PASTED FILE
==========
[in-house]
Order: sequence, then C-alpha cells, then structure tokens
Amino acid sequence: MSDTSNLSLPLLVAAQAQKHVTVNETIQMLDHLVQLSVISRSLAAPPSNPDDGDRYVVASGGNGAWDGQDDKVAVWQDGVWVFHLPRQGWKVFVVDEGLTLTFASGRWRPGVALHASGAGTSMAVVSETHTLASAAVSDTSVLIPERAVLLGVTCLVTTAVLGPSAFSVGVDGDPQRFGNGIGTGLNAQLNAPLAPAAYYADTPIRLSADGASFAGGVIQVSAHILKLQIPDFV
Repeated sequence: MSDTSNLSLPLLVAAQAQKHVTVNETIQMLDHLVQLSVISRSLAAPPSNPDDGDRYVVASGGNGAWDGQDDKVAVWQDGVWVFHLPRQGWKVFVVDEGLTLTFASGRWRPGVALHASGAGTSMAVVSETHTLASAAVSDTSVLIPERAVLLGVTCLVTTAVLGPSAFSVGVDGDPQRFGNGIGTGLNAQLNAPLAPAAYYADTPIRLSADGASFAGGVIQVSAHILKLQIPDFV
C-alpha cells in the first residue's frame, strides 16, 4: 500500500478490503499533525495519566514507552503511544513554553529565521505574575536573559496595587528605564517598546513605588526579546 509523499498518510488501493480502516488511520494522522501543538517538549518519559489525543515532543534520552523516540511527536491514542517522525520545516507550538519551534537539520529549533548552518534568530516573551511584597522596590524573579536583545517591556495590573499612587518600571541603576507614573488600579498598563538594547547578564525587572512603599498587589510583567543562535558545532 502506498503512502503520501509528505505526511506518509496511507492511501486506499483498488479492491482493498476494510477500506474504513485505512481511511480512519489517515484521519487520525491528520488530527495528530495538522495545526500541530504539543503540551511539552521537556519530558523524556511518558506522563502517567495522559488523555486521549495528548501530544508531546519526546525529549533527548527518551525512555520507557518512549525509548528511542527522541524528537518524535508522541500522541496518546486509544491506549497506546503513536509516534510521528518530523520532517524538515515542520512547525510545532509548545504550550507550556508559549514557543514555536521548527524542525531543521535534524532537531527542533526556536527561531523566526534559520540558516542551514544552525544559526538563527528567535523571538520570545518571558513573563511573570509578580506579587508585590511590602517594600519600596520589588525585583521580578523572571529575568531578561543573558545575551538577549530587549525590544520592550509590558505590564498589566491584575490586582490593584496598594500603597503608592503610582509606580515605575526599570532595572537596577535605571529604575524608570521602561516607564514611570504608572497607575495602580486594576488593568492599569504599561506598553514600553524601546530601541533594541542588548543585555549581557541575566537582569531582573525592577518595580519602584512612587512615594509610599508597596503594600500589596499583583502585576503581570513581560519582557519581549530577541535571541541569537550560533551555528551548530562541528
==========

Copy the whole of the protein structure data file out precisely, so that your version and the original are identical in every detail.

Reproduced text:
[in-house]
Order: sequence, then C-alpha cells, then structure tokens
Amino acid sequence: MSDTSNLSLPLLVAAQAQKHVTVNETIQMLDHLVQLSVISRSLAAPPSNPDDGDRYVVASGGNGAWDGQDDKVAVWQDGVWVFHLPRQGWKVFVVDEGLTLTFASGRWRPGVALHASGAGTSMAVVSETHTLASAAVSDTSVLIPERAVLLGVTCLVTTAVLGPSAFSVGVDGDPQRFGNGIGTGLNAQLNAPLAPAAYYADTPIRLSADGASFAGGVIQVSAHILKLQIPDFV
Repeated sequence: MSDTSNLSLPLLVAAQAQKHVTVNETIQMLDHLVQLSVISRSLAAPPSNPDDGDRYVVASGGNGAWDGQDDKVAVWQDGVWVFHLPRQGWKVFVVDEGLTLTFASGRWRPGVALHASGAGTSMAVVSETHTLASAAVSDTSVLIPERAVLLGVTCLVTTAVLGPSAFSVGVDGDPQRFGNGIGTGLNAQLNAPLAPAAYYADTPIRLSADGASFAGGVIQVSAHILKLQIPDFV
C-alpha cells in the first residue's frame, strides 16, 4: 500500500478490503499533525495519566514507552503511544513554553529565521505574575536573559496595587528605564517598546513605588526579546 509523499498518510488501493480502516488511520494522522501543538517538549518519559489525543515532543534520552523516540511527536491514542517522525520545516507550538519551534537539520529549533548552518534568530516573551511584597522596590524573579536583545517591556495590573499612587518600571541603576507614573488600579498598563538594547547578564525587572512603599498587589510583567543562535558545532 502506498503512502503520501509528505505526511506518509496511507492511501486506499483498488479492491482493498476494510477500506474504513485505512481511511480512519489517515484521519487520525491528520488530527495528530495538522495545526500541530504539543503540551511539552521537556519530558523524556511518558506522563502517567495522559488523555486521549495528548501530544508531546519526546525529549533527548527518551525512555520507557518512549525509548528511542527522541524528537518524535508522541500522541496518546486509544491506549497506546503513536509516534510521528518530523520532517524538515515542520512547525510545532509548545504550550507550556508559549514557543514555536521548527524542525531543521535534524532537531527542533526556536527561531523566526534559520540558516542551514544552525544559526538563527528567535523571538520570545518571558513573563511573570509578580506579587508585590511590602517594600519600596520589588525585583521580578523572571529575568531578561543573558545575551538577549530587549525590544520592550509590558505590564498589566491584575490586582490593584496598594500603597503608592503610582509606580515605575526599570532595572537596577535605571529604575524608570521602561516607564514611570504608572497607575495602580486594576488593568492599569504599561506598553514600553524601546530601541533594541542588548543585555549581557541575566537582569531582573525592577518595580519602584512612587512615594509610599508597596503594600500589596499583583502585576503581570513581560519582557519581549530577541535571541541569537550560533551555528551548530562541528